Holmes said he’d play the hole the same way again, given the same lie and circumstances. He was more disturbed that his wedge shot didn’t spin back on the green, leaving him a 15-footer, because he thought it had a chance to get pretty close.
Stallings had some missed chances but the only bogey on his card came at the opening hole. His key stroke was a chip shot that he appeared to mis-hit slightly from just off the edge of the 13th green. The ball took a nice bounce forward, ran toward the pin and went in for eagle. He parred the last five holes.
The fact that Saturday’s leaders backed up left the door open for anyone who could get under par. Which wasn’t many.
For a par 5, the 18th hole plays tough with the firmness of the greens. Stallings and English were eliminated on the first extra hole in the playoff when they laid up and settled for pars. Holmes laid up from a fairway bunker and dropped a wedge just four feet behind the hole for birdie while Day missed the green short and right and made a beautiful pitch stone dead inside a foot.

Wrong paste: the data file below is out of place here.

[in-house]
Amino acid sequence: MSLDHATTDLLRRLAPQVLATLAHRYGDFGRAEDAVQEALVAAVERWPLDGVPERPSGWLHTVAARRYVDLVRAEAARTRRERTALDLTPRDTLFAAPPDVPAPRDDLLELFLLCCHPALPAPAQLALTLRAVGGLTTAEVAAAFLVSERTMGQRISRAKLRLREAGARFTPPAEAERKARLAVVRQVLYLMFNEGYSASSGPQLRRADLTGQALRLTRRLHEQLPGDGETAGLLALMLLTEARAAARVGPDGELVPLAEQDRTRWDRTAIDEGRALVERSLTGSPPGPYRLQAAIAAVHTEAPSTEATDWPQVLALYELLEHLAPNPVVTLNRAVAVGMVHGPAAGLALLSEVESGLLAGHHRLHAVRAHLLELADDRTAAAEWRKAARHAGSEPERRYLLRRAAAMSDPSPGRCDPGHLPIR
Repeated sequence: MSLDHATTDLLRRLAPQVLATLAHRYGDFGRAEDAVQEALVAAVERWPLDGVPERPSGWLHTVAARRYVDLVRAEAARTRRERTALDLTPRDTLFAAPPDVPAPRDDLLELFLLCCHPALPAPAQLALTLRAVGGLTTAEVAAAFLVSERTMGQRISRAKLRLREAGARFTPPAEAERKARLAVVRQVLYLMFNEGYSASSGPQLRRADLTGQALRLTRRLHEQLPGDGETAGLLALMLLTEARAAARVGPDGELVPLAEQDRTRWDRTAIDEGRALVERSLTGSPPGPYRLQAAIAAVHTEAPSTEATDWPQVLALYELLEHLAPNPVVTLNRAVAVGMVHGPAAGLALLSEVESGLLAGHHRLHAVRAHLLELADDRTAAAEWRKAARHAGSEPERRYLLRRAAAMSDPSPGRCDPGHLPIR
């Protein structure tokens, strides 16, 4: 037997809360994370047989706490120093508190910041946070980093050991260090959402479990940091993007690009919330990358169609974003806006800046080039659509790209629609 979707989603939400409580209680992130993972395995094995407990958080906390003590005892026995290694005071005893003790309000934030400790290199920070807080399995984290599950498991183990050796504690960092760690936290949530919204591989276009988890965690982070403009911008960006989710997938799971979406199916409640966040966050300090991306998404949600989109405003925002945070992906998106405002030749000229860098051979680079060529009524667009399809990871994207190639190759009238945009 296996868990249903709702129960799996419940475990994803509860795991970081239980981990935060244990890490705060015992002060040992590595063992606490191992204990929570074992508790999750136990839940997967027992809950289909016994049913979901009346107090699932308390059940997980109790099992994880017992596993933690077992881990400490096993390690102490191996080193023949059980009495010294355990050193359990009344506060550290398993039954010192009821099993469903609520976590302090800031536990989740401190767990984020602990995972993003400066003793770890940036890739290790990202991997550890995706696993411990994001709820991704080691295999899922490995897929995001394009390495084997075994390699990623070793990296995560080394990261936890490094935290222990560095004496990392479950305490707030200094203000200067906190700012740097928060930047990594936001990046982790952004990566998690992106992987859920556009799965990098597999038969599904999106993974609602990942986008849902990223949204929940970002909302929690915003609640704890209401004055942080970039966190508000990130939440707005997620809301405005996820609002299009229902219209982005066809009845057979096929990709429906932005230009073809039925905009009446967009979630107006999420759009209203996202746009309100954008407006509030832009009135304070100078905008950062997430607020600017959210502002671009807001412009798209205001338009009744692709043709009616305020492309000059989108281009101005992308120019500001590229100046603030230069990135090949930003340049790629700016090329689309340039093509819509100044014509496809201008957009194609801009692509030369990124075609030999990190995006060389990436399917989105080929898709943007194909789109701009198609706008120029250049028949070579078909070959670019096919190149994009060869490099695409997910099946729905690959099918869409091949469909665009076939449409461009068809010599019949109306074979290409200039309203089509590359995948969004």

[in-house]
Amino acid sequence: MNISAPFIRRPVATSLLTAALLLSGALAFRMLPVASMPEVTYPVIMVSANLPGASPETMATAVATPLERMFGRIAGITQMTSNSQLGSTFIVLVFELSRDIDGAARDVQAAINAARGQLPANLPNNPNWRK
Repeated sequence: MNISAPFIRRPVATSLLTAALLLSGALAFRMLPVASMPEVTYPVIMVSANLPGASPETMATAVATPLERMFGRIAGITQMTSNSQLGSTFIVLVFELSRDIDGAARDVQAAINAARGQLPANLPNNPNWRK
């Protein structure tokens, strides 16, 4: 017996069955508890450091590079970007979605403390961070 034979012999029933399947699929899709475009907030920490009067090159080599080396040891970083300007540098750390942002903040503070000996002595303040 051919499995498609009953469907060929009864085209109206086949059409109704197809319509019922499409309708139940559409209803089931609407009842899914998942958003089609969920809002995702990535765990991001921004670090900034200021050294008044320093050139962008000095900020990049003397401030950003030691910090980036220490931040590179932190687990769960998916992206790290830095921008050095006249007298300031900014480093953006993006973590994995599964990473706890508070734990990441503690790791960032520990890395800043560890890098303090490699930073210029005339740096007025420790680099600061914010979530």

Holmes airmailed the par-3 16th green on the second extra hole while Day stuck a nice iron shot 15 feet past the cup. Holmes is not a fan of the back tee at 16, which was built for the 2008 U.S. Open held here.
“From that tee back there, it’s a bad hole, to be honest,” Holmes said. “The green wasn’t designed for a shot from back there but I didn’t hit a good shot. I hit 6-iron over the green and I didn’t think I could hit 6-iron that far.”